After digging a bit deeper. It seems as though the Denuvo Anti-Cheat system only prevents game file tampering and editing. There are mods on Nexus. However, people have reportedly been banned for simply deleting their save files. This will lock you out from playing a single-player game you paid full price for!

It’s clear that Capcom is its own worst enemy when it comes to Dragon’s Dogma 2. The game is an instant hit, oozing with passion and potential, but is held back by short-sighted decisions and anti-consumer practices. If Capcom were to remove the microtransactions, address the performance issues, and embrace the modding community, Dragon’s Dogma 2 could easily become one of the greatest games ever made.

The game it could be…

Imagine a Dragon’s Dogma 2 where players could freely customize their characters and pawns with rare loot and unique outfits, earned through special events and battles against legendary dragons and drakes, each with their own rich backstories and personalities. Picture a game where players are encouraged to explore and experiment, not just with their character builds and combat strategies, but with the very world itself.

Pawns in the Rift
Dragon’s Dogma 2: How Capcom Ruined the Game of the Year

Customizing your pawn is already a significant draw in the game, but as players progress towards the end game, many pawns start to look the same, wearing the same powerful armor sets. Capcom could dedicate more development time to creating a wide variety of special armor pieces and clothing options, allowing players to truly make their pawns stand out from the crowd. Implementing a dyeing system for armor and clothes would add an extra layer of customization, giving players the freedom to express their unique style.

But why stop there? Dragon’s Dogma 2 has the potential to be so much more than just a monster-slaying action RPG. The game’s rich world and immersive gameplay mechanics could easily lend themselves to a captivating survival experience. Imagine being able to marry your favorite NPC and establish a farm in the wilderness, far from the safety of the cities. You would need to protect your home from marauding monsters, hunt and farm for food to keep your spouse happy and healthy and gather resources to upgrade and maintain your homestead. This added layer of depth and immersion would give players a reason to keep coming back to the game, long after they’ve completed the main storyline.

Farming and marriage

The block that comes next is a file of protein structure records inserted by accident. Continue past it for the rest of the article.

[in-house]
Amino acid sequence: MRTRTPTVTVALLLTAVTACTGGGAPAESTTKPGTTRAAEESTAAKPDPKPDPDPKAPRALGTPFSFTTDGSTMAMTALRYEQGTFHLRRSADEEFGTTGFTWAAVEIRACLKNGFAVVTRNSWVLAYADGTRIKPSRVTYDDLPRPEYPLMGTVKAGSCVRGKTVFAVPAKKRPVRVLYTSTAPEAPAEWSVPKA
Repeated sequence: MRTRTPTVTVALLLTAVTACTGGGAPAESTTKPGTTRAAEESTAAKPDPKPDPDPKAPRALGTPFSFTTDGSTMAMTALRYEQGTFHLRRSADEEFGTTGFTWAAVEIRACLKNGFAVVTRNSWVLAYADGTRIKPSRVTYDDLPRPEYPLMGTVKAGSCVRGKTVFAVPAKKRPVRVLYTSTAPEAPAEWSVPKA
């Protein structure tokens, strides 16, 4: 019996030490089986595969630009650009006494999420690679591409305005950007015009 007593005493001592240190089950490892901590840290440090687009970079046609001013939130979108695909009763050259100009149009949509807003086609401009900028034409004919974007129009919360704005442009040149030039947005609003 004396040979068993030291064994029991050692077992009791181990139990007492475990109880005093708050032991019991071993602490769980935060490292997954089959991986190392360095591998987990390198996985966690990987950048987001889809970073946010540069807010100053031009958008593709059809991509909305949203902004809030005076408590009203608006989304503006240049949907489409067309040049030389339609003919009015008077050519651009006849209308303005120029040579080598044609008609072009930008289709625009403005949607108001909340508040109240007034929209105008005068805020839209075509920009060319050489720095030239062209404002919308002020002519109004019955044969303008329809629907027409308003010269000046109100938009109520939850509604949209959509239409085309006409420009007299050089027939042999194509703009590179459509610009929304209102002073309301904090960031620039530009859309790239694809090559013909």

Dragon’s Dogma 2: How Capcom Ruined the Game of the Year

Furthermore, modders could be given the tools to create new quests, creatures, and challenges for the community to enjoy, keeping the game fresh and exciting for years to come. Imagine player-created dungeons filled with unique treasures and terrifying boss battles, or seasonal events that introduce new monsters to battle and gear to collect. The possibilities are endless, and the passionate Dragon’s Dogma community would undoubtedly rise to the challenge, creating content that rivals even the base game.

This is the Dragon’s Dogma 2 that could be, a game that not only respects its players’ time and dedication but actively encourages them to become a part of the world, to shape it and make it their own. A game where the only limits are the player’s imagination and the strength of their sword arm. If Capcom would only embrace this vision and trust in the creativity and passion of its fanbase, Dragon’s Dogma 2 could easily become a game that is celebrated and played for generations to come.

As it stands, Dragon’s Dogma 2 is a flawed masterpiece. It’s a game that I will undoubtedly sink hundreds of hours into, but one that will always leave me wondering what could have been if Capcom had prioritized the player experience over short-term profits. If Capcom can learn from its mistakes and make the necessary changes, Dragon’s Dogma 2 has the potential to be a game that is played and celebrated for years to come. But if they continue down this path of anti-consumer practices and disregard for the community, they risk squandering the incredible potential of this beloved franchise.